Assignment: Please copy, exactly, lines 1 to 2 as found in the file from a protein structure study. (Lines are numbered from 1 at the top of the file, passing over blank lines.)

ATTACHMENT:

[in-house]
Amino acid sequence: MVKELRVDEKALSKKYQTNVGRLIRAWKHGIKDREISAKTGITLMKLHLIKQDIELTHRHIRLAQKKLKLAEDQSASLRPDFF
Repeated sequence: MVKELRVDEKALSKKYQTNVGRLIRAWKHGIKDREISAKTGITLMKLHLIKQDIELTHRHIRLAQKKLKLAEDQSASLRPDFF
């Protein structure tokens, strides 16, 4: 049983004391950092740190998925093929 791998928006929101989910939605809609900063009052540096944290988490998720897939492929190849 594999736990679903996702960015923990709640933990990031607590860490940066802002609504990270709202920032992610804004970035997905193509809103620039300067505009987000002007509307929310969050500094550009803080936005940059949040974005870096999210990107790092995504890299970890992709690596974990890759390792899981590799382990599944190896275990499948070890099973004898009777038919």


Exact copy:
[in-house]
Amino acid sequence: MVKELRVDEKALSKKYQTNVGRLIRAWKHGIKDREISAKTGITLMKLHLIKQDIELTHRHIRLAQKKLKLAEDQSASLRPDFF